Most historians agree that few extant examples of recognisably Christian art and architecture can be identified and dated prior to the beginning of the third century. Although older scholarship sometimes argued that this 'late arrival' of Christian art was due to Christians' original resistance to visual art or specially constructed worship spaces, more recent studies have pointed to the difficulty of distinguishing pagan artefacts from Christian ones or secular domestic architecture from house churches, noting the gradual transition from adaptation to innovation discussed above.10 Scholars no longer insist that early Christians were uniformly opposed to figurative art or church buildings, and thus had none. Instead, the absence of artefacts from the first two centuries maybe explained partly as a problem of identification. The absence may also be explained by the vicissitudes of survival. Many of the earliest datable artefacts and iconography probably endured because they were made for subterranean burials or were covered by later structures, while a great many others perished through urban renewal, the ravages of war or weather, and even iconoclastic attacks at various points in history.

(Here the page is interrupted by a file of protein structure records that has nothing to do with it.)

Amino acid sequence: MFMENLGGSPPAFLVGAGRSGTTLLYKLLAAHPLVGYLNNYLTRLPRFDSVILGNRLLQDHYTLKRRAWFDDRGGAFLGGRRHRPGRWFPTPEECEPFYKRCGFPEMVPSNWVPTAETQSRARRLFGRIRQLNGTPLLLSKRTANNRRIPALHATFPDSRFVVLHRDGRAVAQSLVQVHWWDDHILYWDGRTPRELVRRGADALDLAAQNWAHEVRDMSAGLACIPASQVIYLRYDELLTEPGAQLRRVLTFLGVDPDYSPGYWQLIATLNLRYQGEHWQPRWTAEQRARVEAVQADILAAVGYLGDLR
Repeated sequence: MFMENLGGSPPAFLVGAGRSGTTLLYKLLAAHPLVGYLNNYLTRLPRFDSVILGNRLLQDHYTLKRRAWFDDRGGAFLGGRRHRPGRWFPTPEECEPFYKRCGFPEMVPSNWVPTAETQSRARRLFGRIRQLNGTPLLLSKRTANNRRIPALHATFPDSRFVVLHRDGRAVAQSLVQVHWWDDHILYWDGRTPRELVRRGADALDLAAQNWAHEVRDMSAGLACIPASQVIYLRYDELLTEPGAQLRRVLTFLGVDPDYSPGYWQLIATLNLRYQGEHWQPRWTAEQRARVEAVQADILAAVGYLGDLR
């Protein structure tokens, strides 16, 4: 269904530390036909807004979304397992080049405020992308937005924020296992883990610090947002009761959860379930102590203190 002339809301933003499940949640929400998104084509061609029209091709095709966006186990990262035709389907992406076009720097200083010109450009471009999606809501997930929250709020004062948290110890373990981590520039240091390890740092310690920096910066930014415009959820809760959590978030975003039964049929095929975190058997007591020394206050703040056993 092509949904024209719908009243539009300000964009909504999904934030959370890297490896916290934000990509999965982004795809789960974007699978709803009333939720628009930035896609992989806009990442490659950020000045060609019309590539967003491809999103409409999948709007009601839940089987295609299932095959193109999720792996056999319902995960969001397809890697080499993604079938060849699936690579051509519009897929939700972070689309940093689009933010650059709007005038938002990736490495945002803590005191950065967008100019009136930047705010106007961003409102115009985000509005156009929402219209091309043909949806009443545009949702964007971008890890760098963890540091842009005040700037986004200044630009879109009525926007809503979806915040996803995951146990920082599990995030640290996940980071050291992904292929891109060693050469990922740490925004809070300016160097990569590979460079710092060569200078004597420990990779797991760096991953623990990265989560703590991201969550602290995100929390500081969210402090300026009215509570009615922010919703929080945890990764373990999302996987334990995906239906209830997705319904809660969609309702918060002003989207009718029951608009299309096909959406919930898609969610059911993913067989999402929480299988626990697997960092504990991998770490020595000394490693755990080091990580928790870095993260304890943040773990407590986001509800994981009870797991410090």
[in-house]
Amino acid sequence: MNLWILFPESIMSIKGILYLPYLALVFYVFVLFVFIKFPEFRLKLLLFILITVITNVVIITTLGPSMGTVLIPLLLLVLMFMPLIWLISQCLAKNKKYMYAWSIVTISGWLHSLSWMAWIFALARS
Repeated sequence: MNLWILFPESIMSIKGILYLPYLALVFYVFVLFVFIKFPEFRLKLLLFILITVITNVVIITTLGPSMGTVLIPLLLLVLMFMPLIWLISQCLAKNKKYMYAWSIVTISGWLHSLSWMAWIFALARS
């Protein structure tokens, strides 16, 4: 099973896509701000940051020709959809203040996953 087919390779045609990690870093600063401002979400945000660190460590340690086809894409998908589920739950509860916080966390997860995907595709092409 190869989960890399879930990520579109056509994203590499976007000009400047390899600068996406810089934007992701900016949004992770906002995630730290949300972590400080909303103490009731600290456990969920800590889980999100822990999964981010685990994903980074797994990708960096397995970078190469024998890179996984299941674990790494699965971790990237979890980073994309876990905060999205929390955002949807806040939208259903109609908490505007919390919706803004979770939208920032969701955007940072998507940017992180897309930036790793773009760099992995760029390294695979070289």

What has survived has a limited provenance and milieu. The great majority of Christian artefacts come from a funerary context, especially from the Roman catacombs. Notable exceptions include terracotta lamps, finger rings, glasses or tableware that were moulded, etched or stamped with Christian motifs, dated as early as the late second or early third century. Clement of Alexandria even provides a list of appropriate motifs for signet rings, including a dove, fish, ship or anchor, but he bans images of swords, drinking cups or portraits
10 Breckenridge, 'Reception of art', 361-9; Grigg, 'Aniconic worship', 428-9; Murray, 'Art and the early church', 304-45.
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